Saturday, April 17, 2021

Review: Love and Monsters (2020)

This film crept up on us ... and we watched it on Netflix the other night ... it's a revelation!

It starts with a nice Zombieland vibe with a narration and animations from our genial hero, Joel Dawson (Dylan O'Brien) who is living in a bunker with a group of friends. An asteroid has wiped out most life on Earth and caused reptiles and insects to grow to giant size and prey on the humans. In the bunker, all but Joel have paired up, leaving him lonely and with only kitchen duties to look forward to as he freezes up when attacked.

Joel decides that he needs to go and find a girl called Aimee (Jessica Henwick) who he was separated from when the humans first fled from the enlarged amphibians. So he sets off alone, armed only with his trusty bow and arrows. Along the way to the beach, where he knows Aimee is from her brief radio contact, he is rescued from a monster's nest by Clyde Dutton (Michael Rooker) and Minnow (Ariana Greenblatt) and makes a friend in a dog called Boy. There are monsters large and small and eventually he arrives at the beach only to find that Aimee and her colony have been 'rescued' by an Australian called Cap (Dan Ewing) ... but all is not as it seems.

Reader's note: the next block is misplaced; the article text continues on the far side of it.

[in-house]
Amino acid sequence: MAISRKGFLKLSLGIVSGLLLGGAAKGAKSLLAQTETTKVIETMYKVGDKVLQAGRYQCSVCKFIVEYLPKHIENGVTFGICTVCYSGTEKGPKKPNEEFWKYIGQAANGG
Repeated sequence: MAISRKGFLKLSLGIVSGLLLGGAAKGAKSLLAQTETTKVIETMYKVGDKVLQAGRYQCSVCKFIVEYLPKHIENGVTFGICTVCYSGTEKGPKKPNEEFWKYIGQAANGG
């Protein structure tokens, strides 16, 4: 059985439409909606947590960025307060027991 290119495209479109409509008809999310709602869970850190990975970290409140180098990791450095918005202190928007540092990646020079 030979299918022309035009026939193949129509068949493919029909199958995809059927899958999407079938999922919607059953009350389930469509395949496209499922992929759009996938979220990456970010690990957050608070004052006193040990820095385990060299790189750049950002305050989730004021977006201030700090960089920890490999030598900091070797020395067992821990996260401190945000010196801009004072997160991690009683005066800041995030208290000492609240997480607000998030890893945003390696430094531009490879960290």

What I liked most about Love and Monsters is that it presents a straightforward character in an extraordinary situation ... and just about managing to muddle through it all. There is a great deal of charm in the script by Brian Duffield and Matthew Robinson, and director Michael Matthews makes it all sing. The monsters are superbly realised. They look real and horrific, and move in ways which make your flesh creep. It's a marvellous tour de force of CGI and really does not disappoint.

As the film progresses, so much of it becomes simply charming. I loved the sequence with the active robot, giving Joel a glimpse of his parents again; the dog is incredible, acting so well on cue and stealing the show; the giant crab at the end, echoing what Joel had been told earlier ... and so on. Everything is worked for here, and the characters and the effects mesh seamlessly together to create a very believable narrative.

It's a hugely enjoyable film, with a nice feelgood ending, and I can see that it's one which we might need to return to.  

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